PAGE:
Honey is nature’s best golden treasure.
Honey is nature’s best golden treasure. It can be used as anything from food, as a beverage, and even as a topical cream to treat skin conditions. In fact, honey is used in a clinical setting today, mostly because of its natural antibacterial properties.
Manuka honey, in particular, is widely considered the most potent type of honey out there.
How Is Manuka Honey Used?
Scientifically, manuka honey is used as a topical ointment. It’s especially useful in treating small wounds, scars, and burns.
There’ve also been claims of manuka honey being used to treat a lot of conditions. This includes everything from high cholesterol to diabetes, as well as gastrointestinal problems. However, we advise that you take this information with a grain of salt. There isn’t exactly a lot of evidence backing up these claims.
In fact, even though doctors do actually use manuka honey in a clinical setting, you shouldn’t apply it as first aid just yet.
We’ve seen a lot of people do this, and it’s wrong. Raw and unpasteurized manuka honey is different from what the doctors use. They use manuka honey that’s been specifically prepared to be used as a dressing. It’s been sterilized and guaranteed to be clean so as not to aggravate wounds and even cause bacterial infections.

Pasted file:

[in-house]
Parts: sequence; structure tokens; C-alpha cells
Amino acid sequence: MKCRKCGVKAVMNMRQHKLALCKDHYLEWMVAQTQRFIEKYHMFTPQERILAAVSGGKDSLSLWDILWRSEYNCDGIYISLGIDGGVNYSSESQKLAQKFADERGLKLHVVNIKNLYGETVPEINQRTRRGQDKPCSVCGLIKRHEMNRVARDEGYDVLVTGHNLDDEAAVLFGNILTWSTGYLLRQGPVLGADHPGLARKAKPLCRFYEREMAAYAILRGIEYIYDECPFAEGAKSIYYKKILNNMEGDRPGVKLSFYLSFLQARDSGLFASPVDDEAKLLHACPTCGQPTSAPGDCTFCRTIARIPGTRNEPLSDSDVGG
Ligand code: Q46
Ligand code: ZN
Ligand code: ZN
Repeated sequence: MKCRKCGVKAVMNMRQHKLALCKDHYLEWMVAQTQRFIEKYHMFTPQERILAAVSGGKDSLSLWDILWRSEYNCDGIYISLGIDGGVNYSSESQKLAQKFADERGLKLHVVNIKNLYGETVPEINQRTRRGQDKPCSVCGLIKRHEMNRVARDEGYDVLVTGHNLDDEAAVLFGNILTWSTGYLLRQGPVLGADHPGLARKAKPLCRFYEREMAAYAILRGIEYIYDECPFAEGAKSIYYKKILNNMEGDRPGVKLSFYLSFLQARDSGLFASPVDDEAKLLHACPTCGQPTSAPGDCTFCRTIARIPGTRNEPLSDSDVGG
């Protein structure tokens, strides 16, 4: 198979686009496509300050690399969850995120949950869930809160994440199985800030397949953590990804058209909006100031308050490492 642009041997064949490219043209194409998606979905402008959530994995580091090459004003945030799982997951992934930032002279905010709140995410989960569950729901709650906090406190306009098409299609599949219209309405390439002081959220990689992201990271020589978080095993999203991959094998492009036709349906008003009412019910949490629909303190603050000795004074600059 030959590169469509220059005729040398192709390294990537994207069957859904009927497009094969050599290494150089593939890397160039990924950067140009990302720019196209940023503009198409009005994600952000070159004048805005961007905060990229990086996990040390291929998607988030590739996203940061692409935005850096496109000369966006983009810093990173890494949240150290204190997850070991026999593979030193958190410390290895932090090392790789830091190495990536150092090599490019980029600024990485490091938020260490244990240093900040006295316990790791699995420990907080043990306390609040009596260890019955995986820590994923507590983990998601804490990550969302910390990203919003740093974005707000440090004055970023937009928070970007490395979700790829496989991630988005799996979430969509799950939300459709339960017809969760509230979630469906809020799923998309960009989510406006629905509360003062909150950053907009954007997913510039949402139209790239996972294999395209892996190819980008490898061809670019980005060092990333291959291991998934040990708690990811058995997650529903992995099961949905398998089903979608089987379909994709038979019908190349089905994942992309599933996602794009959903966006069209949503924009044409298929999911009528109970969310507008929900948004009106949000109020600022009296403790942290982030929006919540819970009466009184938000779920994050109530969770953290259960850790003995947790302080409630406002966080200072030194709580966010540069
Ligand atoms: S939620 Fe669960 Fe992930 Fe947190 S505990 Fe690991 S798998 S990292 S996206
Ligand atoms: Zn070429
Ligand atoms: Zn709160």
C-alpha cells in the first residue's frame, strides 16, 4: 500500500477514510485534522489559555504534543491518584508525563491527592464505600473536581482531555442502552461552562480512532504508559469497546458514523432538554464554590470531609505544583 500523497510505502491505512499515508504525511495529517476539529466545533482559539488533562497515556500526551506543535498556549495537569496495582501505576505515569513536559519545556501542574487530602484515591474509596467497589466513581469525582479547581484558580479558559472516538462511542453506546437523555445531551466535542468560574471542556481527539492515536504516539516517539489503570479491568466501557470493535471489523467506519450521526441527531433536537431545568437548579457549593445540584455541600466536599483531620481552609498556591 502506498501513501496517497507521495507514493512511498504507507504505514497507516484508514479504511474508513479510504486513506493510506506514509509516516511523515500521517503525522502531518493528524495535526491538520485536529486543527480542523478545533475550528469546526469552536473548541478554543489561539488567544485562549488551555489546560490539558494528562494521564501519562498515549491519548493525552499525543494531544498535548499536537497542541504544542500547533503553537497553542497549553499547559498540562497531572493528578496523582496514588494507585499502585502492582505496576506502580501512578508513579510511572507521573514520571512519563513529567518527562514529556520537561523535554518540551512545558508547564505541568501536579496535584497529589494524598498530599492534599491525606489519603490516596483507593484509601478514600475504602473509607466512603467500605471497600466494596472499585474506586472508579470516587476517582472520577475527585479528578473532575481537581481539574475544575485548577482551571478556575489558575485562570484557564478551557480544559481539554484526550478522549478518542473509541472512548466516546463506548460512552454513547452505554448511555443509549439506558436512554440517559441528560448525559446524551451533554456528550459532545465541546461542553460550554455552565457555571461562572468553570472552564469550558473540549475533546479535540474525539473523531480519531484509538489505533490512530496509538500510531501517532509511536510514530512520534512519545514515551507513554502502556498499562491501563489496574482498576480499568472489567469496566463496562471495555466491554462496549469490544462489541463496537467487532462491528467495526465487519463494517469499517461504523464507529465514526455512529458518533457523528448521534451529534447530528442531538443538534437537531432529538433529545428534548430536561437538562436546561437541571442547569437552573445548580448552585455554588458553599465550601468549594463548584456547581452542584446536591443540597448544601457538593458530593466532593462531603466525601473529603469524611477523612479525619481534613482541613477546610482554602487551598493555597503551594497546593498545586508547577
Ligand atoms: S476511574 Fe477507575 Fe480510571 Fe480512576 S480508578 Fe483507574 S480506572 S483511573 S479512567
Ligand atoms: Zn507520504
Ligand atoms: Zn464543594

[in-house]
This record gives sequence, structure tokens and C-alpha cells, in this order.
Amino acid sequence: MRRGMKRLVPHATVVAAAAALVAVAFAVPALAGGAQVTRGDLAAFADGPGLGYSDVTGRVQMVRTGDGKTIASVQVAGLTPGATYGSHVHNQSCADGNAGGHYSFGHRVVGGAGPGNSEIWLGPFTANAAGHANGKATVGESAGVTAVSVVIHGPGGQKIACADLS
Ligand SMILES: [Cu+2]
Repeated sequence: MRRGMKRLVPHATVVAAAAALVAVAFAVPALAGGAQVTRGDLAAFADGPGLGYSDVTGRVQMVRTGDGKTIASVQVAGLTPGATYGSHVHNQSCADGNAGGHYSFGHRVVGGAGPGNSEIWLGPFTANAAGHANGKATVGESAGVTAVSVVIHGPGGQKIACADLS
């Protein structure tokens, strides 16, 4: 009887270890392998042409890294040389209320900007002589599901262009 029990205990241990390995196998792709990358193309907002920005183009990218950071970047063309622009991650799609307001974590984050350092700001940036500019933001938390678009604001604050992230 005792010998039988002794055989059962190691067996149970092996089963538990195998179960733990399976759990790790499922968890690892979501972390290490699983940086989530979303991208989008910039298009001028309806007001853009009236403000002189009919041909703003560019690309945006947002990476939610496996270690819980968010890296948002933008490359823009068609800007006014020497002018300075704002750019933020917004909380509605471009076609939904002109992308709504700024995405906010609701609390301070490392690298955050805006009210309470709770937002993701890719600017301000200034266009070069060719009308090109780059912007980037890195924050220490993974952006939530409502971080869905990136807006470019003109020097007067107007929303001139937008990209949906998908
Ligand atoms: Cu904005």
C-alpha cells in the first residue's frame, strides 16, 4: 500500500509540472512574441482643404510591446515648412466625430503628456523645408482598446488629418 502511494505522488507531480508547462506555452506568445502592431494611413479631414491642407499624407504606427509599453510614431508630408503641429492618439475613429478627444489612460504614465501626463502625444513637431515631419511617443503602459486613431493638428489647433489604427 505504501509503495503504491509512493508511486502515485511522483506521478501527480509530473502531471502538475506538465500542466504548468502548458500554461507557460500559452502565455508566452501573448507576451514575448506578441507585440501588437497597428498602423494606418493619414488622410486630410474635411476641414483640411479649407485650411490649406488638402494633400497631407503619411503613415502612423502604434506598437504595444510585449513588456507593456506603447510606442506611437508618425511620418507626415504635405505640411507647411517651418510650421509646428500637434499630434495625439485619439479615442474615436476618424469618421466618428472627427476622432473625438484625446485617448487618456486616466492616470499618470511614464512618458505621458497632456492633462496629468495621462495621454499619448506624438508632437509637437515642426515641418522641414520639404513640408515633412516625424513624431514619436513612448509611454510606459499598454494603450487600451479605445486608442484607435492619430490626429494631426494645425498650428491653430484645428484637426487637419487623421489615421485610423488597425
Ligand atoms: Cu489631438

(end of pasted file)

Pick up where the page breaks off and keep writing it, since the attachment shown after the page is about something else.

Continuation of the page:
What Do Researchers Say about Manuka Honey?
According to the Natural medicines Comprehensive Database, honey is listed as a “possibly effective” solution to treating wounds and burns. Other researchers note that you can use and apply it on top of wounds in place of more traditional dressings to help speed up the healing process.
Again. Take this information with a grain of salt. It’s not scientifically disproven, but it also hasn’t been proven yet.
Some studies suggest that you can use manuka honey to help treat oral diseases and reduce plaque buildup. Some also claim that there’s evidence showing that manuka honey can help reduce the esophageal inflammation caused by traditional cancer treatments, chemotherapy, and radiation.
One thing we’d like to point out about honey is that, unlike antibiotics, it doesn’t seem to create resistant bacteria.
“Superbugs”, as they’ve been called, is the term used by many to describe bacteria that have developed some degree of resistance to typical antibiotics due to repeated exposure to ineffective treatment plans and methods.
Unfortunately, as we’ve mentioned multiple times already, manuka honey is good, but you shouldn’t go all-in on it just yet. It hasn’t been subject to a more extensive and large-scale study just yet.
We don’t really know if manuka honey really is responsible for the improvements shown in people with high cholesterol, diabetes, or cancer, as claimed.
Does Manuka Honey have Side Effects?
Yes. Manuka honey has side effects. This includes the possibility of having an allergic reaction upon application or ingestion. This is especially true if you’ve been proven to be allergic to bees or pollen or both.
Regularly ingesting manuka honey has also been attributed to a spike in blood sugar in patients.
There’s also enough evidence suggesting that manuka honey can affect and interact with other types of medicine. This includes chemotherapy drugs.